We obviously and strongly encourage the creation of other such pages (a Rock Art Net…), for which we can easily send our related pictures. We are aware that this idea is for the moment strongly limited by the web-space available (but it is growing day by day) and by many slow connections (but getting faster…): in any case we can say that it’s important to try, in order to find the best method and to improve a Web way of showing and sharing the data.

We think that the choice of a worldwide comparison about the same theme, even without any cultural relationship, could be of a great value, also in order to avoid any local dispute. If for example one takes care of a particular engraved area, and there is another research team working in the same place, it could be sometimes difficult to find an agreement. If on the contrary one is maintaining a thematic page, his position could be more fair and distant.
This doesn’t mean that we want to avoid photo-galleries related to a specific site or culture: on the contrary we think that they are one of the most powerful tools (we are working step by step to the Valcamonica photo-gallery ), but their creation is the task of each particular researcher and team, with all local differences of methods and techniques.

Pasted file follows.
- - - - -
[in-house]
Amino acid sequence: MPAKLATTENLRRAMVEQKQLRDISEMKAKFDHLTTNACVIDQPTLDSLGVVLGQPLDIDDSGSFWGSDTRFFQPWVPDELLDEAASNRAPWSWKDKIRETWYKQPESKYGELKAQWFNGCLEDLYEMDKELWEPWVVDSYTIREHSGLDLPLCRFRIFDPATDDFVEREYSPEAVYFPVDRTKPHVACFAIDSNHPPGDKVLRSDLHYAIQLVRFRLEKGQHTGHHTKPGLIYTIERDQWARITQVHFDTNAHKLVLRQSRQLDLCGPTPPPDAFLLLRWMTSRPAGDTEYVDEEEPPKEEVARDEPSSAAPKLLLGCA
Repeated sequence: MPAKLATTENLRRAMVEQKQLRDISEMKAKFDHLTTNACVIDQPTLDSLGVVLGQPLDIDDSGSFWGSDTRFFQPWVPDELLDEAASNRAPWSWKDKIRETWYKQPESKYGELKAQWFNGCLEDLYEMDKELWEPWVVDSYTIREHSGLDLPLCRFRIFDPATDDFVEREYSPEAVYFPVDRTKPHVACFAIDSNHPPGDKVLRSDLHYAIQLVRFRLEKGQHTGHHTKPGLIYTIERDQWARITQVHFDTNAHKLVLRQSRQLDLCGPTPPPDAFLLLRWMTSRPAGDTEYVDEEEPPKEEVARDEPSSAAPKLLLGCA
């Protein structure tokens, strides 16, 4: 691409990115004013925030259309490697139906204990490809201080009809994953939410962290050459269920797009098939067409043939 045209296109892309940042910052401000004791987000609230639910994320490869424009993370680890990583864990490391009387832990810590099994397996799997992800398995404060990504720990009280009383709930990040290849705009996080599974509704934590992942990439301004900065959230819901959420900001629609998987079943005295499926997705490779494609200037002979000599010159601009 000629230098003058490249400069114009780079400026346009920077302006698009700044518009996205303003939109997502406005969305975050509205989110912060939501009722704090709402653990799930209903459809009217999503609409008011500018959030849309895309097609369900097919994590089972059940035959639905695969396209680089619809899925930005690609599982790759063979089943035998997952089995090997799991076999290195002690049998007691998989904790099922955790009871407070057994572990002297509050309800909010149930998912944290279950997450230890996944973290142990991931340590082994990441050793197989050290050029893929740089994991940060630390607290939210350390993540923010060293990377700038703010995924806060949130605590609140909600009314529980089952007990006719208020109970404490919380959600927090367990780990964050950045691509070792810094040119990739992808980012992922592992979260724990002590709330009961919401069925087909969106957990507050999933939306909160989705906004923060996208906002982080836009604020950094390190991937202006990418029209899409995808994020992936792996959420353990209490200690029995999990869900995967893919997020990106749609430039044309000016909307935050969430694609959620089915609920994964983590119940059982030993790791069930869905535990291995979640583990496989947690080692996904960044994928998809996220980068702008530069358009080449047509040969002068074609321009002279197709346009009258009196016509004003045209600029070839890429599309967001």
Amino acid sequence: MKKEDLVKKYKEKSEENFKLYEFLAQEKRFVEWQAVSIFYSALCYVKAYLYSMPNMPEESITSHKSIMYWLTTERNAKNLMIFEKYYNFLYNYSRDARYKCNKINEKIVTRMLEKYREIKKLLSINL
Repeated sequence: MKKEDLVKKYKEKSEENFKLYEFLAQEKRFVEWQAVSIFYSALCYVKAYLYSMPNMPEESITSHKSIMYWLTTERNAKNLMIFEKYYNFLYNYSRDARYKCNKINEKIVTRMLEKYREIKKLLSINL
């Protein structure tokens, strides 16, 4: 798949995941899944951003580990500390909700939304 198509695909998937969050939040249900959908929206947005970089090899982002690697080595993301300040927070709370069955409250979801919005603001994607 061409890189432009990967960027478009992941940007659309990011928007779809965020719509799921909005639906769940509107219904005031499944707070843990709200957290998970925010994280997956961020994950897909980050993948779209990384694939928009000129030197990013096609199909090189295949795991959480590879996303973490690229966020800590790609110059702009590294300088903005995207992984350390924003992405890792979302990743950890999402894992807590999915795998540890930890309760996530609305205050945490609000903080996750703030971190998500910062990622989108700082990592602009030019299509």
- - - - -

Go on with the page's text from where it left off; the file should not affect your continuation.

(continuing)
Anyway there should be pointed the necessity of working in order to obtain a public involvement (state? Region? Province-County? Municipalities? Parks?) and funding for a larger Online Database. We hope that the development of the web will make it possible.

We can’t wait 20 years while our slides change colors and none of us has ever seen all of them. If our archives are like little "golden" treasures, their burial under the powder of a cabinet will change them into "plastic" rubbish.

Andrea Arcà
Cooperativa Archeologica Le Orme dell’Uomo

piazzale Donatori di Sangue 1- 25040 CERVENO (Bs), Italy
tel. 39-364-433983 – fax 39-364-434351
contact page

TRACCE Online Rock Art Bulletin, while the site is obtaining a good success/access, is suffering a little from this problem: even in a worldwide context is not easy to obtain short papers for each issue.
We know that is not easy for many RA researchers to obtain a Web access, we know that the reduced size of the papers is not encouraging, we know that sending via email pictures and text could be hampered by technical difficulties.
So we launch this short call (sustained by the “advertising banners” on the top of each article): please feel free to send us short papers about any RA related theme here including a single engraved rock.
TRACCE editors and readers will be interested in enlarging any point of view.